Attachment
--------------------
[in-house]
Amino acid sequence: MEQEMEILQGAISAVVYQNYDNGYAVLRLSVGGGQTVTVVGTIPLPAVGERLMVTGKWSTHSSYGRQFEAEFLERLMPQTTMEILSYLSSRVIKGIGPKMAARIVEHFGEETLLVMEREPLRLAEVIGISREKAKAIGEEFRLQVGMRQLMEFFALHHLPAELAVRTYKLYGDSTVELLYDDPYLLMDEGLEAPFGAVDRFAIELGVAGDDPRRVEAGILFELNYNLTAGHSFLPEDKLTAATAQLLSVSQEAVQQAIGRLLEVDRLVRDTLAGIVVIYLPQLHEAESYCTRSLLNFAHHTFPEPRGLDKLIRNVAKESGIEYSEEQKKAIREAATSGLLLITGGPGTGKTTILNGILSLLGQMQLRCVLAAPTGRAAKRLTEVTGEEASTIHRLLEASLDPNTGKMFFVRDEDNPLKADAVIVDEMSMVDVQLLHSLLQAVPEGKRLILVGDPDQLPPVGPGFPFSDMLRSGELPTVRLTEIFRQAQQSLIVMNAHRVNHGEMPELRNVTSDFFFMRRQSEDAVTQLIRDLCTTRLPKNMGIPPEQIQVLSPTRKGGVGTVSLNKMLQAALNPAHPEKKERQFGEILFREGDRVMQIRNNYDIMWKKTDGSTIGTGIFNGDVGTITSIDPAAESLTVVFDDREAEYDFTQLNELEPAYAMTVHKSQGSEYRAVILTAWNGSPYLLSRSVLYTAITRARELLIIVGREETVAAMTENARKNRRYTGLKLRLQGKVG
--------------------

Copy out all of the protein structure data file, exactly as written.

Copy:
[in-house]
Amino acid sequence: MEQEMEILQGAISAVVYQNYDNGYAVLRLSVGGGQTVTVVGTIPLPAVGERLMVTGKWSTHSSYGRQFEAEFLERLMPQTTMEILSYLSSRVIKGIGPKMAARIVEHFGEETLLVMEREPLRLAEVIGISREKAKAIGEEFRLQVGMRQLMEFFALHHLPAELAVRTYKLYGDSTVELLYDDPYLLMDEGLEAPFGAVDRFAIELGVAGDDPRRVEAGILFELNYNLTAGHSFLPEDKLTAATAQLLSVSQEAVQQAIGRLLEVDRLVRDTLAGIVVIYLPQLHEAESYCTRSLLNFAHHTFPEPRGLDKLIRNVAKESGIEYSEEQKKAIREAATSGLLLITGGPGTGKTTILNGILSLLGQMQLRCVLAAPTGRAAKRLTEVTGEEASTIHRLLEASLDPNTGKMFFVRDEDNPLKADAVIVDEMSMVDVQLLHSLLQAVPEGKRLILVGDPDQLPPVGPGFPFSDMLRSGELPTVRLTEIFRQAQQSLIVMNAHRVNHGEMPELRNVTSDFFFMRRQSEDAVTQLIRDLCTTRLPKNMGIPPEQIQVLSPTRKGGVGTVSLNKMLQAALNPAHPEKKERQFGEILFREGDRVMQIRNNYDIMWKKTDGSTIGTGIFNGDVGTITSIDPAAESLTVVFDDREAEYDFTQLNELEPAYAMTVHKSQGSEYRAVILTAWNGSPYLLSRSVLYTAITRARELLIIVGREETVAAMTENARKNRRYTGLKLRLQGKVG